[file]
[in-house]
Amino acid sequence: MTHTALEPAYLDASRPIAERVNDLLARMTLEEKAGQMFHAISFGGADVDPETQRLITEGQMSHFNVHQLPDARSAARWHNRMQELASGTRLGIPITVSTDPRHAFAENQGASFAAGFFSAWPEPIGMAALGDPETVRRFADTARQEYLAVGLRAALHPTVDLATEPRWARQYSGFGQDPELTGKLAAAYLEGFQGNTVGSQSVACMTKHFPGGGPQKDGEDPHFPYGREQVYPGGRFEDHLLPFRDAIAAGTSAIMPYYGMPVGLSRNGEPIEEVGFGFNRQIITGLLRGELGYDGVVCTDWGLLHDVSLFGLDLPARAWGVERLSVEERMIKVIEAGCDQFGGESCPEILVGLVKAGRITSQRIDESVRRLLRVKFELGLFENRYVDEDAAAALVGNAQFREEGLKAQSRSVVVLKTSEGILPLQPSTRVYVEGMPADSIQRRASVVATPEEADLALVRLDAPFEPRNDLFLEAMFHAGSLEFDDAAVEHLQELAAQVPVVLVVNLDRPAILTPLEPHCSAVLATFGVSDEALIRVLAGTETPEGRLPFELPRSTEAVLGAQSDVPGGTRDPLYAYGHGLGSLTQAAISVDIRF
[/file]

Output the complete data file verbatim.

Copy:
[in-house]
Amino acid sequence: MTHTALEPAYLDASRPIAERVNDLLARMTLEEKAGQMFHAISFGGADVDPETQRLITEGQMSHFNVHQLPDARSAARWHNRMQELASGTRLGIPITVSTDPRHAFAENQGASFAAGFFSAWPEPIGMAALGDPETVRRFADTARQEYLAVGLRAALHPTVDLATEPRWARQYSGFGQDPELTGKLAAAYLEGFQGNTVGSQSVACMTKHFPGGGPQKDGEDPHFPYGREQVYPGGRFEDHLLPFRDAIAAGTSAIMPYYGMPVGLSRNGEPIEEVGFGFNRQIITGLLRGELGYDGVVCTDWGLLHDVSLFGLDLPARAWGVERLSVEERMIKVIEAGCDQFGGESCPEILVGLVKAGRITSQRIDESVRRLLRVKFELGLFENRYVDEDAAAALVGNAQFREEGLKAQSRSVVVLKTSEGILPLQPSTRVYVEGMPADSIQRRASVVATPEEADLALVRLDAPFEPRNDLFLEAMFHAGSLEFDDAAVEHLQELAAQVPVVLVVNLDRPAILTPLEPHCSAVLATFGVSDEALIRVLAGTETPEGRLPFELPRSTEAVLGAQSDVPGGTRDPLYAYGHGLGSLTQAAISVDIRF